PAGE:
Essay by Bonnie Yochelson:
5 Days in July: A Video Installation, by Chuck Schultz and Esther Podemski, 2007

Using film footage from television, government, and private archives, Chuck Schultz and Esther Podemski’s 5 Days in July conveys the essential facts of Newark’s 1967 riots.  In ten short minutes, we see black residents living in substandard housing; we meet John Smith, the cab driver whose arrest and beating sparked the disturbance; we hear from activists who express the frustration of Newark’s underemployed black community; we watch as New Jersey Governor Richard Hughes declares the riots criminally – not politically – motivated; we witness the looting, the fires, and the tanks, as well as National Guardsmen shooting long-range rifles into apartment buildings; and, in the end, we see a city in ruins.

This complex series of events is revealed without resort to linear narrative. The viewer sits on a bench in a darkened room, facing a corner.  The presentation consists of two screens, one on either side of the corner; the arrangement forces the viewer to choose between screens, seeing one peripherally while focusing on the other.  The filmmakers exploit the viewer’s split attention with a carefully choreographed sequence of images and words, shifting across screens or back and forth from one to the other.  Sound cues, such as overlapping voice-overs and repeated music and chanting, enhances the effect. The installation presents a metaphor for a lived experience, one in which the viewer struggles to make sense of multiple stimuli, and like the participants, to control the uncontrollable.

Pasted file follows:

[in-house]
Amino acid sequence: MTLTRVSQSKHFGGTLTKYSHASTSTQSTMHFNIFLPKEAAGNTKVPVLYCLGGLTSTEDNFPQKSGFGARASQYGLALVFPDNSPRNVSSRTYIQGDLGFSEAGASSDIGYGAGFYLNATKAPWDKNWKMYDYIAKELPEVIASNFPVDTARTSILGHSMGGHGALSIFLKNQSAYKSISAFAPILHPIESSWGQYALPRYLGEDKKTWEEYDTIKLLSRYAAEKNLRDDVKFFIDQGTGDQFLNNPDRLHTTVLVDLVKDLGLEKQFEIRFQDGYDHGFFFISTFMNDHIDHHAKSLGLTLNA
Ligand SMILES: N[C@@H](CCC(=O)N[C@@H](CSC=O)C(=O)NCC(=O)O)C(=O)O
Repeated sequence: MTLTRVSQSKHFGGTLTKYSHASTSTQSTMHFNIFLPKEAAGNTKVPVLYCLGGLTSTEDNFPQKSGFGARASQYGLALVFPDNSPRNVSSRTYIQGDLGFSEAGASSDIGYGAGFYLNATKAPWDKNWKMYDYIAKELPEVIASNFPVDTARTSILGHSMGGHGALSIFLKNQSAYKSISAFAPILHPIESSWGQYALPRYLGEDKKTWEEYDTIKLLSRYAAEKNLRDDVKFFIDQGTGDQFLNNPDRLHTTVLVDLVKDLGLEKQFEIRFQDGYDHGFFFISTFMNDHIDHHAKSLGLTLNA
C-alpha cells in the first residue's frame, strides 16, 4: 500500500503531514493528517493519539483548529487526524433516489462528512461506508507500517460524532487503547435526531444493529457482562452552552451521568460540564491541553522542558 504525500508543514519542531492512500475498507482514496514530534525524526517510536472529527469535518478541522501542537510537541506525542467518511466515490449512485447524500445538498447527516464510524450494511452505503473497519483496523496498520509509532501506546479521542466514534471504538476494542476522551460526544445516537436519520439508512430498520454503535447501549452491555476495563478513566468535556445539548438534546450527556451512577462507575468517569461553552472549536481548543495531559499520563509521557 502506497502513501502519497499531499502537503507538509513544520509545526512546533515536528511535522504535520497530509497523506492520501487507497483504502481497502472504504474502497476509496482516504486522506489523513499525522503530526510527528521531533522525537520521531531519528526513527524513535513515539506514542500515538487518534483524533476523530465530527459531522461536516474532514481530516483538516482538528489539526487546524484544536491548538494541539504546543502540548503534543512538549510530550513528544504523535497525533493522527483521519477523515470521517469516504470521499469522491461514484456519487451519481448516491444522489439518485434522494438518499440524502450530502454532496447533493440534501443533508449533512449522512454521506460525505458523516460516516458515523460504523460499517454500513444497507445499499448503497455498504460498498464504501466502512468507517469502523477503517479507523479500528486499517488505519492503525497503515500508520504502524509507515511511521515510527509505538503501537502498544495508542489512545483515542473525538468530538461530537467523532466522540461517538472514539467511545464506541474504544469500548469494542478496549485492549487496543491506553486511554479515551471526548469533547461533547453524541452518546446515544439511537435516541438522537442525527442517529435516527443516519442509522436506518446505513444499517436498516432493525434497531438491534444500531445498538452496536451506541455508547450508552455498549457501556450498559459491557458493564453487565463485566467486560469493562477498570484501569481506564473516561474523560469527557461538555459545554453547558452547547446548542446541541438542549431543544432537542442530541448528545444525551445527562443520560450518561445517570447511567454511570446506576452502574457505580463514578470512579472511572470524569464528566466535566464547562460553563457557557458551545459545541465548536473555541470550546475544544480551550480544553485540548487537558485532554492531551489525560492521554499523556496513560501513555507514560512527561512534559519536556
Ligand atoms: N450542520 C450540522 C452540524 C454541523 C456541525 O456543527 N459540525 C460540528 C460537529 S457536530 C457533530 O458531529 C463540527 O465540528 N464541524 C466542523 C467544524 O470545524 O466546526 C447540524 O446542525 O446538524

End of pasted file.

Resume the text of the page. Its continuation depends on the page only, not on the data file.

5 Days in July is not politically neutral.  The piece opens with the sound of a gospel-like chorus chanting and clapping, “Freedom,” foreshadowing the demonstrations to come.  Black-and-white scenes of everyday life are then juxtaposed with alarming statistics, such as “38% of Negro men in Newark are unemployed,” and “Newark has the highest percentage of substandard housing in the U.S.”  A never-before-seen interview of John Smith, in which he describes his beating as unprovoked and racist, is shown repeatedly.  As violence in the streets builds, the black-and-white film becomes orange-tinted. At the end, an epilogue by James Baldwin admonishes that “people who treat other people as less than human must not be surprised when the bread they have cast on the waters comes floating back to them, poisoned.” But the mood of the piece is more tragic than accusatory, and the dirge-like music of the 1970s jazz-funk group War, which recurs throughout, amplifies the tragedy.
Schultz and Podemski have created a novel and deeply affecting social documentary work.  Although both artists have made documentary films, they brought different strengths to the project – Schultz in sound and Podemski, who is a painter, in visual effects. They were inspired more by politically motivated installation artists, like Polish-born Kzysztof Wodiczko, who uses video projections in public spaces, than by filmmakers like Ken Burns, whose works are seen primarily on television.  Indeed, 5 Days in July steers clear of the “taking heads,” the ponderous music, the dramatic recreations and, most strikingly, the extended length of conventional documentaries.

5 Days in July is as original in our day as Jacob Riis’s lantern slide lectures were one hundred years ago.  Riis was a newspaper writer whose 1890 bestselling book, How the Other Half Lives, brought home to the American public the inhumane conditions and dire consequences of urban poverty.  His book was illustrated with his photographs, but as tiny, smudgy reproductions, they made little impact.  It was as lantern slides, projected life-size in darkened auditoriums, described by Riis and accompanied by music, that these now legendary photographs were truly seen in his day.  Like Riis’ illustrated lectures, 5 Days in July arouses strong emotion and moral outrage, even for today’s media-saturated audiences.

Bonnie Yochelson’s exhibitions, Rest In Peace by Helen M. Stummer and Rebuilding Newark, accompanied 5 Days in July at Aljira, A Contemporary Art Center, Newark, in 2007-2008.  Her book, co-authored with Daniel Czitrom, Rediscovering Jacob Riis: Exposure Journalism and Photography in Turn of the Century New York, was recently published by The New Press.